The current bickering between the three major parties about cuts in public spending started with accusations being tossed between them over who was going to make the cuts and who wasn't. But now consensus has been reached.
The argument between all three parties has now shifted to abstract discussions of semantics: Peter Mandelson says the Tories will bring "savage cuts" and the Lib Dem leader Nick Clegg boasted of his own preference for "savage cuts" at his party conference. The Tories, meanwhile, have been openly bragging to their rich friends about what they will do to reduce spending.
The parties are now competing to show they are proposing the "nicest" cuts. Nick Clegg even went as far as arguing that we need "progressive austerity" - a contradiction in terms akin to "compassionate conservatism" or "happy slapping".
Gordon Brown had the gall to grandstand his own cuts at TUC conference, of all places. So he plans to "cut costs, cut inefficiencies, cut unnecessary programmes and cut lower priority budgets" but would "not support cuts in the vital frontline services".
Yet only days later education secretary Ed Balls was boasting that he can cut £2 billion from education, and health secretary Andy Burnham claimed the NHS budget will need to be slashed by £20 billion. Perhaps the nub of the argument comes down to your definition of "vital frontline services".
The politicians are in the contradictory position of trying to prove themselves to their big business superiors while at the same time appealing to the concerns of desperately needed voters.
The clamour for cuts has opened the floodgates to the likes of the Confederation of British Industry who want a 50 percent increase in student fees and a rise in student loan interest payments, proposals that have been supported by the 1994 Group of universities and the Tories.
Needless to say, this doesn't have to be the case. Britain is still the sixth richest country on the planet, after all. But as the three parties of big business continue to worship at the altar of profits, the prospect of taxing the hyper-rich is tantamount to sacrilege.
But the mixed messages can create problems for the government. Gordon Brown is keen to talk about his heroic rescue of the economy, and the potential for the green shoots of recovery to break through. But this recovery comes at a cost.
The massive bailouts of the banks were justified by claiming they would save the economy from cataclysm. In fact, they were destined to save the huge profits of a few people. So, as the bankers celebrate the homecoming of their massive bonuses in the City champagne bars, the rest of us have to pick up the tab.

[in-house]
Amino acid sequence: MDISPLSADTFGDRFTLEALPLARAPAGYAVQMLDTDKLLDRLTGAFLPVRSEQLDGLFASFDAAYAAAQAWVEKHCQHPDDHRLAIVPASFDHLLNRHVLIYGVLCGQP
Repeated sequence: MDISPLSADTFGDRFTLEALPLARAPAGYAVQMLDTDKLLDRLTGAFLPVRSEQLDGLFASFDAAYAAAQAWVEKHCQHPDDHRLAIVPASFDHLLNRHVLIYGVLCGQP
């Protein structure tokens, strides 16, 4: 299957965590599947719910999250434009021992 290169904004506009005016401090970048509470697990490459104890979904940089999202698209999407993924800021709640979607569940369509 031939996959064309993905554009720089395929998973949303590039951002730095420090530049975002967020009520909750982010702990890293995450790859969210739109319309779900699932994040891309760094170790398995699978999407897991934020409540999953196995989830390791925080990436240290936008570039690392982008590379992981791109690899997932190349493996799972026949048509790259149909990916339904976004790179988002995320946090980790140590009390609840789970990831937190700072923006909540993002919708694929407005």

The "captains of industry" aren't suffering. As Tesco workers struggle on an average wage of £10,000, CEO Terry Leahy makes 907 times this amount. Bart Becht, head of Reckitt Benckiser (the company behind Cillit Bang and Nurofen, among other things), makes a staggering 1,374 times his workers' average wage of £26,700.
So the obvious question is this: if the economy is recovering, who is benefiting from that recovery? It's not those in the public sector, whose pay and jobs are still under attack. It's not those in higher education, who now have no mainstream party supporting their right to free education. And it isn't workers like those at the Vestas wind turbine factory who, despite the massive profits of the company and the paper commitment to green jobs, still ended up being thrown on the scrap heap and abandoned by government.
Workers rightly feel abandoned. People see that the "tough choices" over cuts apply solely to the poor. But for workers to be angry and see these contradictions is one thing - to have the confidence to fight back is another. The Financial Times has voiced the concerns of bosses that pronouncements of impending recovery will cause people to ask why they must continue to suffer, and stoke resistance to pay cuts and job losses.
This is why the increasingly militant pockets of working class action are so important. The indefinite strike action at Tower Hamlets College is an inspiration for many others, and the occupation at Vestas could not have happened without the courageous occupation at the Visteon plant.
Who pays for the crisis is up for grabs. As socialists we need to argue that this will depend on whether we can forge the large-scale fightback that is needed to push back the bosses' attacks.